Mon | Oct 15, 2018

Editorial: The embrace of Byles and Lee-Chin

Published:Monday | May 2, 2016 | 12:00 AM

Despite the obvious enthusiasm that Michael Lee-Chin is already bringing to his job as the Government's growth czar, the billionaire entrepreneur has underlined two factors that are necessary if he is to deliver on his target of expanding GDP by at least five per cent a year from 2020 onwards.

One of his declarations was explicit: The success of effort rests on achieving national consensus. "It's not going to happen if every stakeholder doesn't make a pledge (of commitment to the effort)," Mr Lee-Chin told this newspaper.

Mr Lee-Chin's allusion to the other requirement was implicit. He endorsed Jamaica's International Monetary Fund (IMF)-supported economic project for the fiscal discipline it has forced on the Government. "So now we have learnt this, it is not OK not to meet targets, as there are penalties, and that's the reason we have passed 12 consecutive IMF tests," he said.

Lest Mr Lee-Chin be misunderstood, achieving those quarterly targets under Jamaica's IMF programme - including the especially tough one of a primary balance of 7.5 per cent of GDP - was not some experiment in delivering economic hurt on people, with the pain of failure being the stringencies of an external examiner. Indeed, what has been achieved under the IMF is sine qua non for reaching the target that Mr Lee-Chin has set himself.

Five years ago, Jamaica's debt was racing towards 150 per cent of the national output of goods and services; the Government's deficit was hovering at near six per cent of GDP; servicing that debt consumed well over 40 per cent of the Government's Budget; the current account deficit was around 13 per cent of GDP; and investor confidence towards Jamaica, after 40 years of bad economic policies, was like riding a roller coaster without having any sense of its peaks and valleys.




Today, that national debt is around 125 per cent of GDP; the Budget is nearly balanced; the current account deficit is low single digit; and inflation is at its lowest in nearly half a century. In other words, Jamaica is enjoying something close to macroeconomic stability and a greater sense of policy certainty, or the kind of environment where innovators are more likely to risk their capital.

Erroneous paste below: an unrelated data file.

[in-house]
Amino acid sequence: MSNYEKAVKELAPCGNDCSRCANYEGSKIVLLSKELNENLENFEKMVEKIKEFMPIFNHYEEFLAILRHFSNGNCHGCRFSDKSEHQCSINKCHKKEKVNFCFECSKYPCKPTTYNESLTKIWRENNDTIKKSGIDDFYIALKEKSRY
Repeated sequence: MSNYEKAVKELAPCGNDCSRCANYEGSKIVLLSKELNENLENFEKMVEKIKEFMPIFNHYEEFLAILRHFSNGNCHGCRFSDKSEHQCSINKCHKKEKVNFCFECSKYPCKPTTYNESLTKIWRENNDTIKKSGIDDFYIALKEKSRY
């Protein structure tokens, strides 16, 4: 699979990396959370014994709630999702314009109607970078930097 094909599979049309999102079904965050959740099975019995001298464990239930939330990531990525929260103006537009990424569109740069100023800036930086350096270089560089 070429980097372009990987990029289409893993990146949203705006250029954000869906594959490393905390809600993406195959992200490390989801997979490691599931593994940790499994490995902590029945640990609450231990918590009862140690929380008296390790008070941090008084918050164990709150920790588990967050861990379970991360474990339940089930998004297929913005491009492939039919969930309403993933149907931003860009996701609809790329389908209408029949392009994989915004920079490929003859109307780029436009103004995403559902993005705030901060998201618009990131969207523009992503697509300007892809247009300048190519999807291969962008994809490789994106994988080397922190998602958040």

However, Jamaica is not yet out of the woods. There are significant elements of the reform that are yet to be undertaken and fiscal discipline to be maintained if the country is to cement the stability thus far achieved. In that regard, we are heartened by the new administration's commitment to maintaining the current IMF programme, but warn that its end in a year's time should not be a signal for the abandonment of discipline and letting loose the fiscal spigot.

On Mr Lee-Chin's call for stakeholder support for his efforts, we endorse the appeal and hope that it is delivered. At the very least, no one should put obstacles in his way, attempt to politicise his efforts, or subject him to the calumnies that were poured on Richard Byles, the chairman of the Economic Programme Oversight Committee, for simply declaring the facts of Jamaica's performance under the IMF agreement and making clear that the environment was improving for investment.

In many respects, the ventures of Michael Lee-Chin and Richard Byles are different sides of the same coin. Perforce, Mr Byles' had to be first in the mould.